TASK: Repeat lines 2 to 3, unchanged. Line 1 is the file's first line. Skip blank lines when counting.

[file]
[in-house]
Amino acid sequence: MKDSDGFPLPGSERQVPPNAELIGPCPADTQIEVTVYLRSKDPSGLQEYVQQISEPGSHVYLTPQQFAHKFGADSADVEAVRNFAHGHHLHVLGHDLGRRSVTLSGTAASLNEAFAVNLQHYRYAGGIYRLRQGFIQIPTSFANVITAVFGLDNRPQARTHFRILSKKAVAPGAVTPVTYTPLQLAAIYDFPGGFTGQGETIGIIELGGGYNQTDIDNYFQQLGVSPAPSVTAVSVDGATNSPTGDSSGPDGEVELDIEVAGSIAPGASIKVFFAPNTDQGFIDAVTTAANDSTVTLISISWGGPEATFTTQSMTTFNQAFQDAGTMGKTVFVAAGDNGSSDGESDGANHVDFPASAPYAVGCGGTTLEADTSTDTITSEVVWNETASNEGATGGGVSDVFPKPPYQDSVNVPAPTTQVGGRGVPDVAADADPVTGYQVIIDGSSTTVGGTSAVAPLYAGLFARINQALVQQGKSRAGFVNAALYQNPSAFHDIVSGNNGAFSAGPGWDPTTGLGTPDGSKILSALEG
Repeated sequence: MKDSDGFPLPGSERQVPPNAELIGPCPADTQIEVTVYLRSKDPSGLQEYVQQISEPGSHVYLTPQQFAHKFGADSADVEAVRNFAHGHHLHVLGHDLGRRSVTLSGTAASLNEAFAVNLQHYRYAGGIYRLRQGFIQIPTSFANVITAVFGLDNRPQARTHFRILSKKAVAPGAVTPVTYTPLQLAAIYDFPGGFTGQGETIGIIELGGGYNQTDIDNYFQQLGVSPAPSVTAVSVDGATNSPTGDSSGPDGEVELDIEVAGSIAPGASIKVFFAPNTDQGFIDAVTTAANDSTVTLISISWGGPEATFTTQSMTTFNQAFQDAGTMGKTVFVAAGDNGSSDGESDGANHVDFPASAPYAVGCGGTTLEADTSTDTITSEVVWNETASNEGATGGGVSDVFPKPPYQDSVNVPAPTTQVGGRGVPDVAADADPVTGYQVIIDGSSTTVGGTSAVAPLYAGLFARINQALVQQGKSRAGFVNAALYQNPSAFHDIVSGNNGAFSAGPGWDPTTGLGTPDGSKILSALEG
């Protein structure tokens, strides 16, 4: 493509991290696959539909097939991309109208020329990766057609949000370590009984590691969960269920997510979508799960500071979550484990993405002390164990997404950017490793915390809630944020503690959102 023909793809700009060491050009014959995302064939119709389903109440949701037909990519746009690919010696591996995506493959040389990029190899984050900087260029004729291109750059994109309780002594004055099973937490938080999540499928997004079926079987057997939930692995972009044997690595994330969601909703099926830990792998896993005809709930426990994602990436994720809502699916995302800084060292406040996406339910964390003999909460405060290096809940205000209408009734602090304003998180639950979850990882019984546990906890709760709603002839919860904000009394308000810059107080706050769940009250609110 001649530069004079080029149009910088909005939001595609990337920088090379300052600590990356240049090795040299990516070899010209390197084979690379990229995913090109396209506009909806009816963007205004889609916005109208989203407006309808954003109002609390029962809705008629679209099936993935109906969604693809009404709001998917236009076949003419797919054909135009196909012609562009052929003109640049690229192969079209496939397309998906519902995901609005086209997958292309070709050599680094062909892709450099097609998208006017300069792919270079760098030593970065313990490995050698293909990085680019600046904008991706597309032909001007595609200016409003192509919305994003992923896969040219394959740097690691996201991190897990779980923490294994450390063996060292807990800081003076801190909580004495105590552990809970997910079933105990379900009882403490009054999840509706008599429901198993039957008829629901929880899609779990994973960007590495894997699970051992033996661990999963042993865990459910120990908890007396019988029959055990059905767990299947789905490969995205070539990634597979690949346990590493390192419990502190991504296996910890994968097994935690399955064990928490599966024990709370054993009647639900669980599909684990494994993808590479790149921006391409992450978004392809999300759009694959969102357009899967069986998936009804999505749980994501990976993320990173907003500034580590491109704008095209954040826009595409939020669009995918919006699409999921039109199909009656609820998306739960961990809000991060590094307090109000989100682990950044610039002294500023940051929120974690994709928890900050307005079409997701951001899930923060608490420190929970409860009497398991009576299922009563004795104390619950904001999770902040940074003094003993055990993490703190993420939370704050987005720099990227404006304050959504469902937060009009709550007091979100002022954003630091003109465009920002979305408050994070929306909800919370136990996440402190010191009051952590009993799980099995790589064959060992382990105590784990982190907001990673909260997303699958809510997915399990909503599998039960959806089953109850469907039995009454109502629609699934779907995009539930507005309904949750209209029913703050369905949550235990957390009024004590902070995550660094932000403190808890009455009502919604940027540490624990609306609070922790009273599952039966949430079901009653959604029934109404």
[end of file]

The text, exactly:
Amino acid sequence: MKDSDGFPLPGSERQVPPNAELIGPCPADTQIEVTVYLRSKDPSGLQEYVQQISEPGSHVYLTPQQFAHKFGADSADVEAVRNFAHGHHLHVLGHDLGRRSVTLSGTAASLNEAFAVNLQHYRYAGGIYRLRQGFIQIPTSFANVITAVFGLDNRPQARTHFRILSKKAVAPGAVTPVTYTPLQLAAIYDFPGGFTGQGETIGIIELGGGYNQTDIDNYFQQLGVSPAPSVTAVSVDGATNSPTGDSSGPDGEVELDIEVAGSIAPGASIKVFFAPNTDQGFIDAVTTAANDSTVTLISISWGGPEATFTTQSMTTFNQAFQDAGTMGKTVFVAAGDNGSSDGESDGANHVDFPASAPYAVGCGGTTLEADTSTDTITSEVVWNETASNEGATGGGVSDVFPKPPYQDSVNVPAPTTQVGGRGVPDVAADADPVTGYQVIIDGSSTTVGGTSAVAPLYAGLFARINQALVQQGKSRAGFVNAALYQNPSAFHDIVSGNNGAFSAGPGWDPTTGLGTPDGSKILSALEG
Repeated sequence: MKDSDGFPLPGSERQVPPNAELIGPCPADTQIEVTVYLRSKDPSGLQEYVQQISEPGSHVYLTPQQFAHKFGADSADVEAVRNFAHGHHLHVLGHDLGRRSVTLSGTAASLNEAFAVNLQHYRYAGGIYRLRQGFIQIPTSFANVITAVFGLDNRPQARTHFRILSKKAVAPGAVTPVTYTPLQLAAIYDFPGGFTGQGETIGIIELGGGYNQTDIDNYFQQLGVSPAPSVTAVSVDGATNSPTGDSSGPDGEVELDIEVAGSIAPGASIKVFFAPNTDQGFIDAVTTAANDSTVTLISISWGGPEATFTTQSMTTFNQAFQDAGTMGKTVFVAAGDNGSSDGESDGANHVDFPASAPYAVGCGGTTLEADTSTDTITSEVVWNETASNEGATGGGVSDVFPKPPYQDSVNVPAPTTQVGGRGVPDVAADADPVTGYQVIIDGSSTTVGGTSAVAPLYAGLFARINQALVQQGKSRAGFVNAALYQNPSAFHDIVSGNNGAFSAGPGWDPTTGLGTPDGSKILSALEG